Alder Hey in Liverpool is the UK’s busiest children’s hospital and one of the biggest in Europe. USP Creative were asked to create a brand identity which would work for both the hospital trust and its charity.
A new Alder Hey hospital is being built in 2015. In preparation for this, it commissioned a new brand identity to work for both the Alder Hey Children’s NHS Foundation Trust and the Alder Hey Children’s Charity. According to USP Creative, who won the task, the brief asked for an identity “that reflects the hospital’s core values, has flexibility to work across many different mediums, is easily identifiable and could be used as a key part of communications and fundraising initiatives”. In addition, the work needed to appeal to a wide range of interested parties, including children, staff, the wider healthcare community and the public.
USP say that in research they uncovered certain words which had frequently been used to describe the hospital and charity – “family, wisdom, strength and memory were consistently mentioned” they say. All of which, they felt, could be embodied by an elephant, which they christened Oli.
The character is rendered in a ‘Fuzzy Felt’ style. Prominent stitching recalls, USP say, the care and attention Alder Hey gives its patients. The desired colour scheme should be “bright, colourful, positive and appealing to children, but also respectful of the serious nature behind the work that is done by the hospital” USP say. They plumped for Pantone 300 blue for the character which, they claim, is gender neutral and reasuring and which has no negative connotations in any culture.
As for the name, it’s simple and easy to pronounce for children as well as recalling the ‘Alder” in the hospital’s name.
USP have now started to apply the brand derived from the character across the huge array of materials required, beginning with the charity.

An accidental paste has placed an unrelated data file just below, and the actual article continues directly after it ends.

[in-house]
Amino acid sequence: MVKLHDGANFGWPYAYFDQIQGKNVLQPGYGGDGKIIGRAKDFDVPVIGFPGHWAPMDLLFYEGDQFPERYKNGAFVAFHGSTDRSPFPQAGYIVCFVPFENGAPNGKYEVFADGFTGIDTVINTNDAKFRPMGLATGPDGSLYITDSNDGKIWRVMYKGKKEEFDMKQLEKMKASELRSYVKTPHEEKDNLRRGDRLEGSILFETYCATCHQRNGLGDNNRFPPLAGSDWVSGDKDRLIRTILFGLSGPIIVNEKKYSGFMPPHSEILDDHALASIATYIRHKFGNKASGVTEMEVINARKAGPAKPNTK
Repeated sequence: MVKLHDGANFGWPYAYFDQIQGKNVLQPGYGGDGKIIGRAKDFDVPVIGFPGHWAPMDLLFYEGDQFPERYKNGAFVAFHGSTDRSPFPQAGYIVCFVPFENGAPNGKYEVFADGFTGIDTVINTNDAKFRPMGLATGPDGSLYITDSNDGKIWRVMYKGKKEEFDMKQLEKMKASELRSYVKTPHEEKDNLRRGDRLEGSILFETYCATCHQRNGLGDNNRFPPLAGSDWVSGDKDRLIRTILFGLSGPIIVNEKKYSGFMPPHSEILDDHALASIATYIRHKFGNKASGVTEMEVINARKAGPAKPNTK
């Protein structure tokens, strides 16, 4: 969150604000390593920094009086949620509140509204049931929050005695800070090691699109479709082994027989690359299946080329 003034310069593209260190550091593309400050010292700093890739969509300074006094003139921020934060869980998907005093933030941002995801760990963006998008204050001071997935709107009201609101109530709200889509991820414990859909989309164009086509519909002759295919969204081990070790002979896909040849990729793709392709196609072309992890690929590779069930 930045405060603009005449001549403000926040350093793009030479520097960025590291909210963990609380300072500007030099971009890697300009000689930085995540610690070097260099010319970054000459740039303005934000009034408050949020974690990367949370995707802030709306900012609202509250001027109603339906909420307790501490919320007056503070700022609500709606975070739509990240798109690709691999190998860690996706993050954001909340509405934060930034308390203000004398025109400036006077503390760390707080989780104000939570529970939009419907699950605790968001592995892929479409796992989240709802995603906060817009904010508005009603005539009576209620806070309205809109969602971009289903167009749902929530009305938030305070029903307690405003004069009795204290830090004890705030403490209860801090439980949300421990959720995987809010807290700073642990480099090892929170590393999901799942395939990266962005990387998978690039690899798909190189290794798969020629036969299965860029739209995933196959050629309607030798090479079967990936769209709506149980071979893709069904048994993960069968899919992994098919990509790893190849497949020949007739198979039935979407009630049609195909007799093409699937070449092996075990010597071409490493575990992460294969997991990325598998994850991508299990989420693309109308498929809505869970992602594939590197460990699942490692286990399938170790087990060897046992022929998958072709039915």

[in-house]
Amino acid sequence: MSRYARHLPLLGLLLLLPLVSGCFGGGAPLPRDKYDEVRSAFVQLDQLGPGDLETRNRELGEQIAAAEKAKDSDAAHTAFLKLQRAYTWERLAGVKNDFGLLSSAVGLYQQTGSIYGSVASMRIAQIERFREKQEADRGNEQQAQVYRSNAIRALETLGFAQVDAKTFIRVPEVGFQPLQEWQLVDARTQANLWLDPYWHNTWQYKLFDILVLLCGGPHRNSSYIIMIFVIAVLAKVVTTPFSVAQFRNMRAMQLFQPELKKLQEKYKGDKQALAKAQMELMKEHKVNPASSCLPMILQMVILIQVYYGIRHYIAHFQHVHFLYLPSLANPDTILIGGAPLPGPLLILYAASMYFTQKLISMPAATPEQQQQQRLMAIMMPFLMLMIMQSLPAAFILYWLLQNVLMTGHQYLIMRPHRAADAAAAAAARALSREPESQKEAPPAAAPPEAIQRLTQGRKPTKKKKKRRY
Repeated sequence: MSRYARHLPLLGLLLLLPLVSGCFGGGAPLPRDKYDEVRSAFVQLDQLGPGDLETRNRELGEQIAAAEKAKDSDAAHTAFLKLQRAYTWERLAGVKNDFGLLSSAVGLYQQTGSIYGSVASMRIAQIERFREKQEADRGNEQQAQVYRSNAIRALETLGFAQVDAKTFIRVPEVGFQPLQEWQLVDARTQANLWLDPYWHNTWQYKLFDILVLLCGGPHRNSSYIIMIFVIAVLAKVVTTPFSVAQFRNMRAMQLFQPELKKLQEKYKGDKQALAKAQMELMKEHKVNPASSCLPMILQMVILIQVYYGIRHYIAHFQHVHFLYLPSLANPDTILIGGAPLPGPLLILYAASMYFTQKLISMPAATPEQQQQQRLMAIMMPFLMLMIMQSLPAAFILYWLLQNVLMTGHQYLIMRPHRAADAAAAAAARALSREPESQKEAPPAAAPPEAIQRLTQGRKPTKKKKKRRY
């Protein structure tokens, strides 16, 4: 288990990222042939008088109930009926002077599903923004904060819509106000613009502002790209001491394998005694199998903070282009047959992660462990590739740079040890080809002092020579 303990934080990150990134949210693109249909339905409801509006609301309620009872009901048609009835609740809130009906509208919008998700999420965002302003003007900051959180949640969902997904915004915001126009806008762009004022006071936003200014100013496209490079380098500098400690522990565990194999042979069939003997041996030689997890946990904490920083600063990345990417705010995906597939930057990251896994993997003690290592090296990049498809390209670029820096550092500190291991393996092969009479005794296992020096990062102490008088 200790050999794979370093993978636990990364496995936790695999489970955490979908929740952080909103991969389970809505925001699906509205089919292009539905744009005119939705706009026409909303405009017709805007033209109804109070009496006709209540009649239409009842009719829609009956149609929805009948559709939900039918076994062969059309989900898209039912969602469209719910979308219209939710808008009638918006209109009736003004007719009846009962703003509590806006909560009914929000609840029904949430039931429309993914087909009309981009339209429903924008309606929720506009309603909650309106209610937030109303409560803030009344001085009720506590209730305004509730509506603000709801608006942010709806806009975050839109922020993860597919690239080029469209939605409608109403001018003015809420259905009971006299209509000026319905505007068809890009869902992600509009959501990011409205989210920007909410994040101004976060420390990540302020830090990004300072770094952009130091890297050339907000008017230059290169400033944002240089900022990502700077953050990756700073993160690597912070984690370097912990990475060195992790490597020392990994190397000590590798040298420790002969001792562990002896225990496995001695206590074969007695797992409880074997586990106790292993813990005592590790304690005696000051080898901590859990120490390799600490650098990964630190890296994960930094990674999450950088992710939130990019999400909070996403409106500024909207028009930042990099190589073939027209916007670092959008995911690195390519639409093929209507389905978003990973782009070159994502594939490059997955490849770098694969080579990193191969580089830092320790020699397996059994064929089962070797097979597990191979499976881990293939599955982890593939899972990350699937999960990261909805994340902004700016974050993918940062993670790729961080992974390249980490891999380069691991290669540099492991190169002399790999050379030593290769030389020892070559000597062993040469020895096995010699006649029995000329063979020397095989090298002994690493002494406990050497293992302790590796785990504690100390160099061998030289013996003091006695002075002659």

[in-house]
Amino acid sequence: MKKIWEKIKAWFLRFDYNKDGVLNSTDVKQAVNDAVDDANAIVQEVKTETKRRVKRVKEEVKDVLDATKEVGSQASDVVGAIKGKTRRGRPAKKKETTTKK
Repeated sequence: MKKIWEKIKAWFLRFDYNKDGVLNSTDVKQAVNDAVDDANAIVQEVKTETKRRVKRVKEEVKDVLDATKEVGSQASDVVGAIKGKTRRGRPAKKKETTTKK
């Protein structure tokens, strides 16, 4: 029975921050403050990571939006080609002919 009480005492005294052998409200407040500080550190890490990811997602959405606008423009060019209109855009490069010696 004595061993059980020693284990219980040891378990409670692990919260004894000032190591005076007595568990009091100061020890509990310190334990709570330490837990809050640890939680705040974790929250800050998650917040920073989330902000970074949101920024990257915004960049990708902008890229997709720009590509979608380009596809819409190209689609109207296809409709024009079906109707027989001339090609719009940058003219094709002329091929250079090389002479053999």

This was a very tricky brief – to combine the needs of both the governing trust and the Alder Hey Children’s Charity and to provide something which would work in all the different contexts that implies. It will be difficult to tell how well the scheme works across everything until the new hospital opens but, in Oli, Alder Hey has a marketable, highly recognisable character with great charm.
CR In print
In our December issue we look at why carpets are the latest medium of choice for designers and illustrators. Plus, Does it matter if design projects are presented using fake images created using LiveSurface and the like? Mark Sinclair looks in to the issue of mocking-up. We have an extract from Craig Ward’s upcoming book Popular Lies About Graphic Design and ask why advertising has been so poor at preserving its past. Illustrators’ agents share their tips for getting seen and we interview maverick director Tony Kaye by means of his unique way with email. In Crit, Guardian economics leader writer Aditya Chakrabortty review’s Kalle Lasn’s Meme Wars and Gordon Comstock pities brands’ long-suffering social media managers. In a new column on art direction, Paul Belford deconstructs a Levi’s ad that was so wrong it was very right, plus, in his brand identity column, Michael Evamy looks at the work of Barcelona-based Mario Eskenazi. And Daniel Benneworth-Gray tackles every freelancer’s dilemma – getting work.
Our Monograph this month, for subscribers only, features the EnsaïmadART project in which Astrid Stavro and Pablo Martin invited designers from around the world to create stickers to go on the packaging of special edition packaging for Majorca’s distinctive pastry, the ensaïmada, with all profits going to a charity on the island (full story here)
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